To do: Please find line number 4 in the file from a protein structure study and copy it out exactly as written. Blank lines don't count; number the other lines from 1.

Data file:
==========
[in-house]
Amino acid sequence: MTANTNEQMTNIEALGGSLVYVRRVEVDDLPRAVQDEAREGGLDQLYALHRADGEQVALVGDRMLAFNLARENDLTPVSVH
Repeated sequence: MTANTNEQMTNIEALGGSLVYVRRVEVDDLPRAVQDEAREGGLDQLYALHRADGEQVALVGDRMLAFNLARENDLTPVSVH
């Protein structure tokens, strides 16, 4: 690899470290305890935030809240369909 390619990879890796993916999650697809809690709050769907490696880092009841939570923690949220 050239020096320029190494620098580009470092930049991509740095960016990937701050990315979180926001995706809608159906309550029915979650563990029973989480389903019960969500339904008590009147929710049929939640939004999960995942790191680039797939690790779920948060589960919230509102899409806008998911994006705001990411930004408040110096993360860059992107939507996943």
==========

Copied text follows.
């Protein structure tokens, strides 16, 4: 690899470290305890935030809240369909 390619990879890796993916999650697809809690709050769907490696880092009841939570923690949220 050239020096320029190494620098580009470092930049991509740095960016990937701050990315979180926001995706809608159906309550029915979650563990029973989480389903019960969500339904008590009147929710049929939640939004999960995942790191680039797939690790779920948060589960919230509102899409806008998911994006705001990411930004408040110096993360860059992107939507996943």